Avivah Litan, a financial fraud expert and distinguished analyst for consultancy Gartner, says the Schnucks breach is substantial, but it remains unclear exactly how the malware infiltrated the network. "I wish we knew more details beyond what's reported here," she says. "It helps to disclose as much information as possible because people can shore up their defenses better when they know more about attack vectors and hacker techniques. I also would like to know more about why PCI compliance isn't working at these breached entities and retailers."
Lawsuit Claims PII exposed
A class action lawsuit filed against Schnucks on April 8 seeks unspecified damages for consumers affected by the breach, alleging personally identifiable information was exposed, potentially opening those customers to the risk of identity theft (see Schnucks Sued Over Malware Attack).
The suit also claims Schnucks' failure to adequately protect cardholder data exposed customers' personally identifiable information, ultimately resulting in deceptive and unfair practices, which is a violation of Missouri Merchandising Practices Act. As a result, affected cardholders now run the risk of having their identities stolen, the suit argues.
Schnucks has not responded to BankInfoSecurity's request for comment about the claims made in the suit. But in its April 15 statement, the grocer points out that only card numbers and expiration dates may have been accessed during the attack, "not the cardholder's name, address or any other identifying information."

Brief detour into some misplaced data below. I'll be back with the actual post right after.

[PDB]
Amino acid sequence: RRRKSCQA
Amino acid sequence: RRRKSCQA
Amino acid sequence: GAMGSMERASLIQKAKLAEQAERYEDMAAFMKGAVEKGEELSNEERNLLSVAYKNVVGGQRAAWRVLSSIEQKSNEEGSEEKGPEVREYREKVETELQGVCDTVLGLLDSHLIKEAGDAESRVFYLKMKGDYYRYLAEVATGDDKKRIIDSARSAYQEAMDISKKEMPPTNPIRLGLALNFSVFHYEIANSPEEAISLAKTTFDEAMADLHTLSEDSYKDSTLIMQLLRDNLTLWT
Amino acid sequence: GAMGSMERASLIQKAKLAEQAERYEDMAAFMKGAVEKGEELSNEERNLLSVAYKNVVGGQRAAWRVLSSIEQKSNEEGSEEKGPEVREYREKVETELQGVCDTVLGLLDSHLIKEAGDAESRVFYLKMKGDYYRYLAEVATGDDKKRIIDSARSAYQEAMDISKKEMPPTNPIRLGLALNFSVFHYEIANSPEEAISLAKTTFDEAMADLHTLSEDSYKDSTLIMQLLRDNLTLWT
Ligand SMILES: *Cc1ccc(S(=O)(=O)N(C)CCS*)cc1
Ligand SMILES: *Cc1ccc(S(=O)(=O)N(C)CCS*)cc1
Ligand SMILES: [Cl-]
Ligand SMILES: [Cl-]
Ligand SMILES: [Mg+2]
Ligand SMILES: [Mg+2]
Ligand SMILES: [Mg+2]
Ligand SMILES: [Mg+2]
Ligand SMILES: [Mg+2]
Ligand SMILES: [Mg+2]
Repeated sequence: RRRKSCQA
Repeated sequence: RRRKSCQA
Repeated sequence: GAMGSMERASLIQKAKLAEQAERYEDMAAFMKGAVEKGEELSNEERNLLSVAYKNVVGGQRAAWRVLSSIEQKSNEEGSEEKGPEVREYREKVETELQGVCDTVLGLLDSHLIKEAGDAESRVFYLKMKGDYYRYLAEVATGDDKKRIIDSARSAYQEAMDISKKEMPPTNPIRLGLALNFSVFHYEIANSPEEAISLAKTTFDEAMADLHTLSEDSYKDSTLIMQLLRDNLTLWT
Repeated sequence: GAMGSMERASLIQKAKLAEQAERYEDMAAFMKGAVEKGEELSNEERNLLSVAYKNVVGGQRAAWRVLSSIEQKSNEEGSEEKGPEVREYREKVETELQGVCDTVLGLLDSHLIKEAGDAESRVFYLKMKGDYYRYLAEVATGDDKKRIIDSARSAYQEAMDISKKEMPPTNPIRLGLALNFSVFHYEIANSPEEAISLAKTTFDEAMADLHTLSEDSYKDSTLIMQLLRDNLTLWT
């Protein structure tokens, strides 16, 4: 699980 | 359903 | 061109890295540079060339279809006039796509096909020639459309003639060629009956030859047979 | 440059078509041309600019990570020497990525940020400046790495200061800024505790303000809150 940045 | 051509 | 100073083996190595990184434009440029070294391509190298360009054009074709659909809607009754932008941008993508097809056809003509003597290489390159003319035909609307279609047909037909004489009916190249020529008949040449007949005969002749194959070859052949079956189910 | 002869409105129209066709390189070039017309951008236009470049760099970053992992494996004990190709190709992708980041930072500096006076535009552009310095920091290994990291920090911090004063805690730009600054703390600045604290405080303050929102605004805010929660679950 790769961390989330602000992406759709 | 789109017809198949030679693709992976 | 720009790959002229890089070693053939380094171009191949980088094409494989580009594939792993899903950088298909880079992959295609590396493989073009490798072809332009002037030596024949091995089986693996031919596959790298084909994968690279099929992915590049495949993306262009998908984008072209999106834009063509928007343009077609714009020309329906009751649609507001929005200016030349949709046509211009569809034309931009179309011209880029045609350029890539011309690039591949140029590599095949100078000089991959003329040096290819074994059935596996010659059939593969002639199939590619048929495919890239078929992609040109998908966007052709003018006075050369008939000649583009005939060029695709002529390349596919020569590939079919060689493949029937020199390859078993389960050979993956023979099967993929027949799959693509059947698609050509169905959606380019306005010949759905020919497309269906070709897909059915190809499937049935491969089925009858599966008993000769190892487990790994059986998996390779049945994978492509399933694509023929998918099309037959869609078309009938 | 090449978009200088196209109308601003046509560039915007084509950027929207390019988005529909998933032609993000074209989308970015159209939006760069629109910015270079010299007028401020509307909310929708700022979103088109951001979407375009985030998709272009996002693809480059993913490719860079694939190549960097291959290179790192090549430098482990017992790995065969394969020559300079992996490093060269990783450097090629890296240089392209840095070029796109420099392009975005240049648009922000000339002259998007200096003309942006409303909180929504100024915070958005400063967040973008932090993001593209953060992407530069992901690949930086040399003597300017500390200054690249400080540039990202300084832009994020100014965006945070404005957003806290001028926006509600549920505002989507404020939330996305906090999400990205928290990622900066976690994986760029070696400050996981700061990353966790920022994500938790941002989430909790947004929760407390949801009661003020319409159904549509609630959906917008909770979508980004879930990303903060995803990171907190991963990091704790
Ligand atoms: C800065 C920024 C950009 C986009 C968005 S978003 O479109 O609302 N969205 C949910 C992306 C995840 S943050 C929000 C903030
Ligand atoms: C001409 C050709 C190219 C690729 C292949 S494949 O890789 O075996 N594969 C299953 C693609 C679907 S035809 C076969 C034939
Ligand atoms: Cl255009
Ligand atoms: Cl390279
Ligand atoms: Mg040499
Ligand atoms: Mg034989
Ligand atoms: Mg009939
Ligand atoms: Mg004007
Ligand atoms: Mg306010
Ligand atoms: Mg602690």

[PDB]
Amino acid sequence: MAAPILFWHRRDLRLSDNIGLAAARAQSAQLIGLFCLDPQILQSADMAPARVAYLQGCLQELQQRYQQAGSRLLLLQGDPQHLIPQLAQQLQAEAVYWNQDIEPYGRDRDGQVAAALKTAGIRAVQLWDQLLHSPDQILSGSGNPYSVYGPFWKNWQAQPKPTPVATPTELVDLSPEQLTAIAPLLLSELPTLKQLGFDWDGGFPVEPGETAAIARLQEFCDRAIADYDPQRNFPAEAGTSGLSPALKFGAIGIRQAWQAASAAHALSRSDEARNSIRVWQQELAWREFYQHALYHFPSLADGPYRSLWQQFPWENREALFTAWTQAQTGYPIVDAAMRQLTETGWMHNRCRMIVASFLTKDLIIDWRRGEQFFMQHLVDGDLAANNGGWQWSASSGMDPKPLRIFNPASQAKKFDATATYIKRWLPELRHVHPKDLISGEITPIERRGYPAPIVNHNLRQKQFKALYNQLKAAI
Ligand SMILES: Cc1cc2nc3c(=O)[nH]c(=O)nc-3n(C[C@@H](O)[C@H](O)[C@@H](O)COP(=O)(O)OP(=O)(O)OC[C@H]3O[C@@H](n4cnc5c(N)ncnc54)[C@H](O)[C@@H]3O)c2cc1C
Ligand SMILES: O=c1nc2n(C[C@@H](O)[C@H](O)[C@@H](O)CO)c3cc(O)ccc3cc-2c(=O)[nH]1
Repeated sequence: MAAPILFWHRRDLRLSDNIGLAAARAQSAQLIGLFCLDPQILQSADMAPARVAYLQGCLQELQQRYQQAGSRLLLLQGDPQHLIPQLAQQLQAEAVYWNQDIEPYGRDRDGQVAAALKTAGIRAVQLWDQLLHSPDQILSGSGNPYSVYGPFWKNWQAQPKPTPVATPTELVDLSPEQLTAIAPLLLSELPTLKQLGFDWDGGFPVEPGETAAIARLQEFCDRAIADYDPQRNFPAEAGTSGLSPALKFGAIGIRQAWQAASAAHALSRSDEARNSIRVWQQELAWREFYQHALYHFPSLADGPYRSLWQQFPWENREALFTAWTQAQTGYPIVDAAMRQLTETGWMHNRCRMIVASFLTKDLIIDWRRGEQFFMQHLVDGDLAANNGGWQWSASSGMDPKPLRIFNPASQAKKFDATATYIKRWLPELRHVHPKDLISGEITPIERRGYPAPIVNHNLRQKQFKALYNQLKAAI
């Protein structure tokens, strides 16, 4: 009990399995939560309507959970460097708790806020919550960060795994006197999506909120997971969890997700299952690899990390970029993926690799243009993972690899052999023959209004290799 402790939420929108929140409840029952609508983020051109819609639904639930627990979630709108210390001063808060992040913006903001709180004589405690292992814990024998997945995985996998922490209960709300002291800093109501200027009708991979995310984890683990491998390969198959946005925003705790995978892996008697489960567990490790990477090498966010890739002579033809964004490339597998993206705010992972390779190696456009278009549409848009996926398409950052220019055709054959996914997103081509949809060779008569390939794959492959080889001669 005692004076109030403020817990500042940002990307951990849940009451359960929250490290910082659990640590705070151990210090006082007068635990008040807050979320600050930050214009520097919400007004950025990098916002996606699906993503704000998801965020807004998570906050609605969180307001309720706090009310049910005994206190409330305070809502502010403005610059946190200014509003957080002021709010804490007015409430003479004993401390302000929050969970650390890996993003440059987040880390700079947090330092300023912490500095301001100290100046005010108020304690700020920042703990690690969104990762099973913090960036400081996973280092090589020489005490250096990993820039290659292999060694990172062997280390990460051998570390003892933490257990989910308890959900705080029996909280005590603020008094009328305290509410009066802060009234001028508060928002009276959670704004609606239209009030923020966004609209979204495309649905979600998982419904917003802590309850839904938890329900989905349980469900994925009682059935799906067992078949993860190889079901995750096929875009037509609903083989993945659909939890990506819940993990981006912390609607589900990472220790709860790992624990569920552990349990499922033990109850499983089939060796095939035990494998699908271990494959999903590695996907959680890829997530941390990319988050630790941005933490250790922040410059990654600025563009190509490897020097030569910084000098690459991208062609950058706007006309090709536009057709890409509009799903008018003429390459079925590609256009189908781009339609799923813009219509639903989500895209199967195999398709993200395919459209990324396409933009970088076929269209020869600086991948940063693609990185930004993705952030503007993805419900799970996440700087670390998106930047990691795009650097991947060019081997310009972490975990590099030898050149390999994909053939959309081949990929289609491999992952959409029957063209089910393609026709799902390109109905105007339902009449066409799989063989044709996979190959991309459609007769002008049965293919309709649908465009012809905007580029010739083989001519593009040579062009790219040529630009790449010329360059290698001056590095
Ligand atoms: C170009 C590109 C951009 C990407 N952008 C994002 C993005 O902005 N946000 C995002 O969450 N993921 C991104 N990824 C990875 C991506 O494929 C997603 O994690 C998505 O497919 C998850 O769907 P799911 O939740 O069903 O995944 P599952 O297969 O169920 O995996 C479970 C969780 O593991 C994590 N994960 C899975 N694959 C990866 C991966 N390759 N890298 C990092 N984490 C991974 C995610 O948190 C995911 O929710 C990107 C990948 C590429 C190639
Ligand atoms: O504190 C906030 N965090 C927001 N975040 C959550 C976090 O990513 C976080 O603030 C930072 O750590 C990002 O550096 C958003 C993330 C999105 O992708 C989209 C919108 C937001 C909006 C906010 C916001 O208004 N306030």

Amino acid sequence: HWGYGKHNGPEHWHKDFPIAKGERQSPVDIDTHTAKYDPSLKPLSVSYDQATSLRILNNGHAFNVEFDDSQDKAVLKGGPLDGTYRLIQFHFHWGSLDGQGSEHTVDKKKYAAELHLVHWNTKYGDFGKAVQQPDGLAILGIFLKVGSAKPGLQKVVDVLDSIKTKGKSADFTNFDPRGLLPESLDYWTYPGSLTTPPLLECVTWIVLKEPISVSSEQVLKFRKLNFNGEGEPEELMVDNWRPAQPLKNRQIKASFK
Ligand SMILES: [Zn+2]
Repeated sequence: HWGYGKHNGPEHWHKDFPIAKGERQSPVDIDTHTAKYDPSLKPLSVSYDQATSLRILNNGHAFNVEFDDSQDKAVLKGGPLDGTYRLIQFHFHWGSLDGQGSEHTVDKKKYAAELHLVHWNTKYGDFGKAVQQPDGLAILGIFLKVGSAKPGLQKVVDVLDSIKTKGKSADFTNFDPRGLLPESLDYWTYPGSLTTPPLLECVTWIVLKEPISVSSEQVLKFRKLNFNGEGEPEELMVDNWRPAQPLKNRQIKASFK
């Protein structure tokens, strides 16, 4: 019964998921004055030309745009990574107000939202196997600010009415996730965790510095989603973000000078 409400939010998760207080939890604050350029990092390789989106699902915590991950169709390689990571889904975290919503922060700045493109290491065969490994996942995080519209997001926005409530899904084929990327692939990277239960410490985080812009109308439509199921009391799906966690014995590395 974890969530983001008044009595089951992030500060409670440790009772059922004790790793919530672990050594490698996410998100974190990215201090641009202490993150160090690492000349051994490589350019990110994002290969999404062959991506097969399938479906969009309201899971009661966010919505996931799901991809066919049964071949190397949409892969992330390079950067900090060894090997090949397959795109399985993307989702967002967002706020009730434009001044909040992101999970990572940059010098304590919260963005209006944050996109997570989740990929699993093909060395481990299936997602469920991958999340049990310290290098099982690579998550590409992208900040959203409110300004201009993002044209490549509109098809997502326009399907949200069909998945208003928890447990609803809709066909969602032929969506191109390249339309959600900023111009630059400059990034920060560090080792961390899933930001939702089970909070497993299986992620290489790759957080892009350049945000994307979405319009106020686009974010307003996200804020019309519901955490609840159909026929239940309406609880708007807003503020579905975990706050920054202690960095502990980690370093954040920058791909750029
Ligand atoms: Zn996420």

Other Retail Breaches
Earlier this month, a POS-software vulnerability was to blame for a malware attack that exposed hundreds of debit and credit accounts in and around Louisville, Ky. Area card issuers tied fraudulent transactions back to a number of merchants that have one thing in common - the same POS-system remote-access software, said Marjorie Meadors, assistant vice president and head of card fraud prevention for Louisville-based Republic Bank & Trust (see Retailers Attacked by POS Malware).
Although fraudulent transactions so far have only been linked to accounts in Kentucky, the malware has likely affected POS networks and systems in other states as well, experts say.
In February, Bashas' Family of Stores confirmed a breach of its corporate network, which connects 130 locations operating under the Bashas' supermarkets, AJ's and Food City brands. The retailer said it had discovered never-seen-before malware on its network, which allowed attackers to gain access to internal systems and capture sensitive payment information.
In January, the Zaxby's restaurant chain notified federal authorities of a computer system and point-of-sale breach that had affected 108 locations in Florida, Kentucky, Georgia, South Carolina, Alabama, Mississippi, Tennessee, North Carolina, Virginia and Arkansas. While the source of the breach was not disclosed, Zaxby's Franchising Inc. noted that malware and other suspicious files had been found on compromised computer systems at certain locations.
And in October 2012, Barnes & Noble Booksellers confirmed a breach that affected 63 of its locations, from California to Rhode Island. Although Barnes & Noble did not say when it discovered its breach, it confirmed that it had determined through an internal investigation that the compromise was linked to device tampering at stores in California, Connecticut, Florida, Illinois, Maine, New Jersey, New York, Pennsylvania and Rhode Island.